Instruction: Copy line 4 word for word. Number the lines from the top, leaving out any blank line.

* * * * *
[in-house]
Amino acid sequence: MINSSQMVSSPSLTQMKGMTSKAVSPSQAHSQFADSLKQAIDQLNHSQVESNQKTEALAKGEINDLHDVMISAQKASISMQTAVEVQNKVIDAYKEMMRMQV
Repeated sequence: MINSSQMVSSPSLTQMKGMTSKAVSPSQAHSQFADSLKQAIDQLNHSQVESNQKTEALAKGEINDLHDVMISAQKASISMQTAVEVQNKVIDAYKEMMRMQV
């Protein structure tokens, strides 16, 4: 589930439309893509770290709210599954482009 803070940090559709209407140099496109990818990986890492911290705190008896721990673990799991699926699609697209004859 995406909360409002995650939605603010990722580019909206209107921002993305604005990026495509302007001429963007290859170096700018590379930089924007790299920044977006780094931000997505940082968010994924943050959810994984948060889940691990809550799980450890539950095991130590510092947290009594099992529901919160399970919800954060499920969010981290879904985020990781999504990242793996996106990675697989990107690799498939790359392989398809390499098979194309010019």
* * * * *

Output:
């Protein structure tokens, strides 16, 4: 589930439309893509770290709210599954482009 803070940090559709209407140099496109990818990986890492911290705190008896721990673990799991699926699609697209004859 995406909360409002995650939605603010990722580019909206209107921002993305604005990026495509302007001429963007290859170096700018590379930089924007790299920044977006780094931000997505940082968010994924943050959810994984948060889940691990809550799980450890539950095991130590510092947290009594099992529901919160399970919800954060499920969010981290879904985020990781999504990242793996996106990675697989990107690799498939790359392989398809390499098979194309010019």